TRENDnet TEG-160WS inside
This is not a Power over Ethernet (PoE) switch, so it has lower power and cooling requirements. Its power supply is internal and there is no cooling fan for silent operation.
The feature list below is from TRENDnet’s product page for the TEG-160WS.
- 16 x 10/100/1000Mbps Auto-MDIX RJ-45 ports
- 2 x 1000Base-SX/LX Mini-GBIC slots (shared with Gigabit ports 15-16)
- 32Gbps switching capacity
- IEEE 802.3x Full Duplex Flow Control and Back Pressure
- IEEE 802.3ad Port Trunk
- IEEE 802.1D Spanning Tree Protocol
- IEEE 802.1p QoS
- IEEE 802.1X Authentication and SNMP v1
- Supports port based IEEE 802.1Q VLAN Tag and Asymmetric VLAN
- Store and Forward switching method
- Front panel diagnostic LEDs
- Supports Jumbo Frame packets (max size up to 10Kbytes)
- Integrated address look-up engine supports up to 8K absolute MAC addresses
- Supports 512Kbytes RAM for data buffering
- Easy configuration via Web browser
- Standard 19” (1U) rackmount size (rackmount kit included)
- Power consumption 30 watts (max)
- 17.3”W x 8.3”D x 1.73”H
- 3-Year Limited Warranty
Take note of that last bullet, warranty. The TP-LINK TL-SG2216 that I’m using for a comparative product carries a five year warranty. But the warranty for both products is much shorter than the lifetime warranty NETGEAR and D-Link offer on many of their switches.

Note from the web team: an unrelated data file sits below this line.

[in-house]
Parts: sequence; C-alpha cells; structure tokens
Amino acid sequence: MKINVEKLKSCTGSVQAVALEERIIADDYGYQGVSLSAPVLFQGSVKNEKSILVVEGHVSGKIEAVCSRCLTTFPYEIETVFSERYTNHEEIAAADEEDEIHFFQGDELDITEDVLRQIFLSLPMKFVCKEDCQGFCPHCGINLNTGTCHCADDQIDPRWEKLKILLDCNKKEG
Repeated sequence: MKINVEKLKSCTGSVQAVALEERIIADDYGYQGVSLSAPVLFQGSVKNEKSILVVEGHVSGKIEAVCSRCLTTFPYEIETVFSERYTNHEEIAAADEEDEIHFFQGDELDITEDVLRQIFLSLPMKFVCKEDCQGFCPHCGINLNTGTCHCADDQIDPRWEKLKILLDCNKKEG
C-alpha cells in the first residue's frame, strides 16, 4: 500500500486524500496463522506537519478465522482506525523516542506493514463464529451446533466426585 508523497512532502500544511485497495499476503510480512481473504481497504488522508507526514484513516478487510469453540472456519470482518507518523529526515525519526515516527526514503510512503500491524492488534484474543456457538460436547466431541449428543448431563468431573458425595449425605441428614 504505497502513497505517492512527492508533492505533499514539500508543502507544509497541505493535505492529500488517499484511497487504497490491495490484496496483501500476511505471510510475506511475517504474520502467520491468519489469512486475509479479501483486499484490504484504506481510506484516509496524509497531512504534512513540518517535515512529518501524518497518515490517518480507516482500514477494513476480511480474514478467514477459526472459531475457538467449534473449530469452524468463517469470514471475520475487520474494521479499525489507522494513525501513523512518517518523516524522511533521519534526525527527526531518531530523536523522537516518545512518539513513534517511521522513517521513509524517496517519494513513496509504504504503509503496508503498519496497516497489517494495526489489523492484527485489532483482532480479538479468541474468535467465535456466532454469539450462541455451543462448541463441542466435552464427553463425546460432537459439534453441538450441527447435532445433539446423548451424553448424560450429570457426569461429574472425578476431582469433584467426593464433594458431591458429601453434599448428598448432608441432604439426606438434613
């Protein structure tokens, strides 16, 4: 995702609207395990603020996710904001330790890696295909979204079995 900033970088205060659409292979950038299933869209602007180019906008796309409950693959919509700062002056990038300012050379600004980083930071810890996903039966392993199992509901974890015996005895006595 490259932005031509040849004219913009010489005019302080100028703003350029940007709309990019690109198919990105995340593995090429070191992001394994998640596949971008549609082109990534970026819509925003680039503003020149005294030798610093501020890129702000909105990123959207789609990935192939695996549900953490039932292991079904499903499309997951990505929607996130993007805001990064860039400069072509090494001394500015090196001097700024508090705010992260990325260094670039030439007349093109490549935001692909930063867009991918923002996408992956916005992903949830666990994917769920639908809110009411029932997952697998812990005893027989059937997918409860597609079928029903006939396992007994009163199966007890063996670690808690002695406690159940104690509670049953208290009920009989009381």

Configuration on the TEG-160WS is via a nicely organized web GUI with three main menus as shown below. I liked how nearly all of the menus were point and click. Most configurable options are in dropdown menus, minimizing the need to enter values via the keyboard.
The GUI is also responsive and quick. For example, the TEG-160WS supports jumbo frames up to 10240 bytes. On other switches I’ve tested, such as the Cisco SG500, enabling jumbo frames requires a device reboot. On the TEG-160WS, simply click enable and click apply, and jumbo frames are enabled. Once enabled, the TEG-160WS was able to pass jumbo frames up to my PC’s 4000 byte limit.
The TEG-160WS’ 81 page user manual is brief but useful. The section on VLAN configuration had several nice examples, including a detailed description of how to use and configure port-based VLANs.
VLANs separate ports on a switch to improve network performance, security, and management. The 802.1q VLAN standard specifies that data frames traversing a trunk between switches are tagged with a VLAN ID.